Silica, also know as quartz, is a very common mineral that is found in many landscaping materials including sand, concrete, masonry, rock, and granite. When building hardscapes such as patios, walkways, and walls, there is often cutting, grinding, and drilling of these materials. This releases dust into the air that contains the tiny crystalline silica particles (100 times smaller than sand) that can cause health hazards when inhaled. Long term silica exposure can cause irreversible and life threatening diseases including lung cancer, chronic obstructive pulmonary disease (COPD), silicosis (an incurable lung disease) and kidney disease. Last Fall, the Occupational Safety & Health Administration (OSHA) began enforcing a new regulation of respirable levels of crystalline silica for workers. The purpose of the new standard is to reduce the amount of breathable silica dust workers are exposed to. Employers are now required to     limit worker exposure by using engineering controls, such as water or ventilation     limit worker access to high exposure areas     provide respirators when engineering controls can’t adequately limit exposure     offer medical exams to highly exposed workers     develop a written exposure control plan     train workers on silica risks and how to limit exposures     Pay a $12,000 fine per person per exposure if caught by OSHA Responsible companies in the industry have known about the dangers of breathing silica dust for some time, and many of us have already been protecting our crews by using dust control equipment, and other precautions. Although it means higher costs for us, we have no complaints about the regulations, and we are glad that it is being enforced. Many in the industry did not realize the dangers and have been exposing themselves and others to harmful clouds of dust for years. Last year we started using respirators and a powerful vacuum system to limit the dust when cutting. This year we are adding new dust free saws, dust free grinders, and generators to power it all. In some cases, we will be using water for cutting as well. If you see a landscaping company working with saws or grinders surrounded by clouds of dust, not only are they polluting the air and making your home and vehicle dusty, they are also creating hazardous working conditions.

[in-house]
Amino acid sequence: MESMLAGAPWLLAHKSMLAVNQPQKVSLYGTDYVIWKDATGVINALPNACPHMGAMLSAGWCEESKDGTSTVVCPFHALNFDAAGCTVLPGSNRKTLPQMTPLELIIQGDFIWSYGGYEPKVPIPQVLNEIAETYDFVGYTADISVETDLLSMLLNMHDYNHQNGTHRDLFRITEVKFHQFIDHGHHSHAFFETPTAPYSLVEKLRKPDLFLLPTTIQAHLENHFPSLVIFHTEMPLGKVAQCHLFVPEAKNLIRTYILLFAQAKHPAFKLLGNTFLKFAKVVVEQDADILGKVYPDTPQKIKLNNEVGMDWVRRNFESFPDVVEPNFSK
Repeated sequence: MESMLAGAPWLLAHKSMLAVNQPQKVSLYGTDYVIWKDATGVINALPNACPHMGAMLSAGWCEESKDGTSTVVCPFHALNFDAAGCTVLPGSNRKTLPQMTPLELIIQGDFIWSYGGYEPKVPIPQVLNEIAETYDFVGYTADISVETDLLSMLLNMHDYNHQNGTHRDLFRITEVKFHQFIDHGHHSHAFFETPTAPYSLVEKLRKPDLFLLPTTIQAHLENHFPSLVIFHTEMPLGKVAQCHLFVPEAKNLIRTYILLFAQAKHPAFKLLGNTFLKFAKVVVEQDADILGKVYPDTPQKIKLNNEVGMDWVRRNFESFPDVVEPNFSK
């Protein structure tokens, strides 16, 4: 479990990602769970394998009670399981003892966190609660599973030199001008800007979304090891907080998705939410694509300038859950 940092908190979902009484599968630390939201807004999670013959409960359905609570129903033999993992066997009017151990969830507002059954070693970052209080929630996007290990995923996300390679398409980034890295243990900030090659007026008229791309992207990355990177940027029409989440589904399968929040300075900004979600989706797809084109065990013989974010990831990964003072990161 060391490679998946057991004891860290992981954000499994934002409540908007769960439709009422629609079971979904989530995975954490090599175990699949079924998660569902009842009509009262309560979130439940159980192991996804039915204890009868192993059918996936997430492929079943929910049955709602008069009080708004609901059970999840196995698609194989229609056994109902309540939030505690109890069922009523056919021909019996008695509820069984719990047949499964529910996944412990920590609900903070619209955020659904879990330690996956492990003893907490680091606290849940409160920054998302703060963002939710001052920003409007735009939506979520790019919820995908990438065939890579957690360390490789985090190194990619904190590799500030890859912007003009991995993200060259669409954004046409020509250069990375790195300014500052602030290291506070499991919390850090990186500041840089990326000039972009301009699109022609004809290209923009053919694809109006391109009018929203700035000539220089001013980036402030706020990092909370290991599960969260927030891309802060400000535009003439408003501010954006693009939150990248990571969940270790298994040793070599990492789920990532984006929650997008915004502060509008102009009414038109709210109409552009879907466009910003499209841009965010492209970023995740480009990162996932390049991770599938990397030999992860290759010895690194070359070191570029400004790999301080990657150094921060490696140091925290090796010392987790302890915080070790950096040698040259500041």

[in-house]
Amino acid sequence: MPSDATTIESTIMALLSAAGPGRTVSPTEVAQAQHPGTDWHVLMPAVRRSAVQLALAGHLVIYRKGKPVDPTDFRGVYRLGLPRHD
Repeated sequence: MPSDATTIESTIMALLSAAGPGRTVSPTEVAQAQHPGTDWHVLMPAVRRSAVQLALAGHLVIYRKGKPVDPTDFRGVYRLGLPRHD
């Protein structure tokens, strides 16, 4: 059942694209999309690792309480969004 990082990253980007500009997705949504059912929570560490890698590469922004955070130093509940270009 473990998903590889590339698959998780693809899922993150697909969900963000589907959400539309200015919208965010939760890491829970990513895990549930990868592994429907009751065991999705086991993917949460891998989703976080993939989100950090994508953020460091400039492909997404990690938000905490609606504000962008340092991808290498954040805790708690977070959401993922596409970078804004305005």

Ask Adam